The nation’s donor-advised funds held nearly $30-billion in assets last year, an increase of more than 12 percent from 2009, a new report finds. But the $6-billion the funds distributed to charity didn’t grow nearly so fast, rising by just 1.3 percent last year.
Donor-advised funds allow people to put money into a charity account, get an immediate tax deduction, and then make grants to any nonprofit any time they want.
The funds continue to grow in popularity: Donors contributed $7.7-billion to them last year, 25.3 percent more than they gave in 2009, according to the study, by the National Philanthropic Trust. The trust, which manages donor-advised funds, controlled assets of more than $646-million in 2010.
The study examined data from 478 charities, commercial banks, and community foundations, all of which manage the investment of donor-advised fund assets.
The trust found that donor-advised funds distributed 17 percent of their assets to charitable causes in 2010. Eileen Heisman, chief executive of the trust, said the percentage of dollars awarded grew by a relatively small amount, compared with the influx in dollars, in part because some donors may have been “doing a little bit of hoarding” due to the tough economy.
And, she notes, people have always wanted to put money aside one year and then wait for a while to decide what causes they most want to support. During the time a donor’s fund is active, all the money he or she has contributed is invested, in the hopes that it will grow bigger over time and eventually more money will be available to give away.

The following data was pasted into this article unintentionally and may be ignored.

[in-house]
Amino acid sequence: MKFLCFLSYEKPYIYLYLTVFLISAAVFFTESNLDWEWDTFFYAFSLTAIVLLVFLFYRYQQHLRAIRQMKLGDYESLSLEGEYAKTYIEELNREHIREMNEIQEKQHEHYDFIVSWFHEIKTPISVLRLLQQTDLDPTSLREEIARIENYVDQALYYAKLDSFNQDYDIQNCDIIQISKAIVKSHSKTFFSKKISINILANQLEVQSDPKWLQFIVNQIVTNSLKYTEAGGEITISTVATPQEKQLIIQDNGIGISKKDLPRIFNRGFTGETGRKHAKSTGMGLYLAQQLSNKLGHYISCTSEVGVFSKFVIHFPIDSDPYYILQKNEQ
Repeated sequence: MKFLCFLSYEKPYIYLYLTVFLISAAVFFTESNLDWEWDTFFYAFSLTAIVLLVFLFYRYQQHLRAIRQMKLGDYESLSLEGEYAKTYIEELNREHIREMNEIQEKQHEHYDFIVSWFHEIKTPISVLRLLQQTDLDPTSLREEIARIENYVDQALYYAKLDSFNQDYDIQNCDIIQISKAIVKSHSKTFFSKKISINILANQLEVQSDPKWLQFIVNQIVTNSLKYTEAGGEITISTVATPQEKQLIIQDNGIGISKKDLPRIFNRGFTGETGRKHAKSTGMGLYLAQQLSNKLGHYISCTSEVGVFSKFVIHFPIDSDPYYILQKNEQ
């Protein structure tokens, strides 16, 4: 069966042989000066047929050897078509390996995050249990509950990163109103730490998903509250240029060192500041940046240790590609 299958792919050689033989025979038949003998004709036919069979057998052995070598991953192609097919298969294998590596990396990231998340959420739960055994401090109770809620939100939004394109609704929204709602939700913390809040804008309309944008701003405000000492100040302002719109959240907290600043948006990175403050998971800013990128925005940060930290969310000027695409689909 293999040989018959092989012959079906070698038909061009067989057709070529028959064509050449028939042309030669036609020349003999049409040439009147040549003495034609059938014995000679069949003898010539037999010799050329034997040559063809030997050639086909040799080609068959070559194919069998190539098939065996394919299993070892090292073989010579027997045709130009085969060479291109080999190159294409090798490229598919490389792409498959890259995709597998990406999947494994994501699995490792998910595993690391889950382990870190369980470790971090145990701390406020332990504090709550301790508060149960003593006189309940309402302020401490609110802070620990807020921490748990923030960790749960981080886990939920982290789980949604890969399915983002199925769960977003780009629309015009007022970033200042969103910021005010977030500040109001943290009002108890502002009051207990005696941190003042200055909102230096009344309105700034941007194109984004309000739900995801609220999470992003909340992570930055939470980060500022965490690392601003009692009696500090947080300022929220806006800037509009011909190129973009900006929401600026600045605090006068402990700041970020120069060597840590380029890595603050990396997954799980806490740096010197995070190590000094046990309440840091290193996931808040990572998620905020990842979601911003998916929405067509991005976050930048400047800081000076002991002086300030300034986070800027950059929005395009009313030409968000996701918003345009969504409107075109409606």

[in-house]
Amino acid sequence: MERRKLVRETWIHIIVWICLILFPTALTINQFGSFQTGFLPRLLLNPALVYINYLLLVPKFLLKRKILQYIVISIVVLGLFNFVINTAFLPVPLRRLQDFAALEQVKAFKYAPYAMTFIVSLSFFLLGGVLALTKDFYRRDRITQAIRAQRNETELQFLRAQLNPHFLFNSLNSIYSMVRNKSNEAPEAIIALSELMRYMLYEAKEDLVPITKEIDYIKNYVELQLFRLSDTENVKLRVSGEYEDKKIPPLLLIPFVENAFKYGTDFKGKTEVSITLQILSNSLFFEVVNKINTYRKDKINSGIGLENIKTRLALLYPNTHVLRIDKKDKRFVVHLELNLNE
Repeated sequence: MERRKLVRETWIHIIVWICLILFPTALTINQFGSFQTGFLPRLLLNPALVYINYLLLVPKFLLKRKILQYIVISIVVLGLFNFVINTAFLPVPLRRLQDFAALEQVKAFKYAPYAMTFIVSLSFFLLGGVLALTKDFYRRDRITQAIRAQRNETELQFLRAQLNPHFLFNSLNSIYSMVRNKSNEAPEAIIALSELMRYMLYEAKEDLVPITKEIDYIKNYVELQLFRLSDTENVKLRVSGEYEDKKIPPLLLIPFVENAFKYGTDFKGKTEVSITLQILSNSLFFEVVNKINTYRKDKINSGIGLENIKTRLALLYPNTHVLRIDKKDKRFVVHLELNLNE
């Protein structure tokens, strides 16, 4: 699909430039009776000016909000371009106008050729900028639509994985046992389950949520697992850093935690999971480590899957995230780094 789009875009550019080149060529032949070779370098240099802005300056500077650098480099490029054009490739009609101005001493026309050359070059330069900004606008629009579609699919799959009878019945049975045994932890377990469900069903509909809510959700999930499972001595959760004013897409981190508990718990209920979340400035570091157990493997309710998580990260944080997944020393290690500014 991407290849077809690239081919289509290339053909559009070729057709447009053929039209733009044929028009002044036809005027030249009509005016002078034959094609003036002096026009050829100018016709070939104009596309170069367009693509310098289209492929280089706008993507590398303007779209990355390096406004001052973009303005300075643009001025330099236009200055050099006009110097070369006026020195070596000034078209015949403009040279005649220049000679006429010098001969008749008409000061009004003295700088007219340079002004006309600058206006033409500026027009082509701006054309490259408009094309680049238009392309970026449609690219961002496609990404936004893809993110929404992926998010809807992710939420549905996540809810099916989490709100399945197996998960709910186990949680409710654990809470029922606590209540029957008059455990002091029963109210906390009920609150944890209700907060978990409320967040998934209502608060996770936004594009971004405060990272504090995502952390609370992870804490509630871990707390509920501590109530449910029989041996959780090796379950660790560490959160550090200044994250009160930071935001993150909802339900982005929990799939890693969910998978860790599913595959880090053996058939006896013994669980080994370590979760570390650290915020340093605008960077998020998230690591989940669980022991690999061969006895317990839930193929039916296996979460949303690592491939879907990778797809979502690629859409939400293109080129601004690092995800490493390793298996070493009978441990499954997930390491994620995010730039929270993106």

The issue of how much donor-advised funds distribute each year has caused disagreements between the Obama administration and a key Republican lawmaker who thinks federal regulations are needed to ensure people don’t just stockpile assets in the funds so they can get a tax break.
A new Treasury Department report issued this month said no regulations were needed, because donors have been giving plenty away. But Sen. Charles Grassley, a Senate Republican, says he wants to know how many of the donor-advised funds give nothing each year.
Ms. Heisman said her group’s findings support the idea that no regulations are needed. She notes that donor-advised funds are already disbursing a bigger share of assets than federal law requires of private foundations, which must distribute at least 5 percent of their endowments annually.
She said she hoped her findings put concerns to rest. “We’re a powerful tool to get money to these charities,” she says.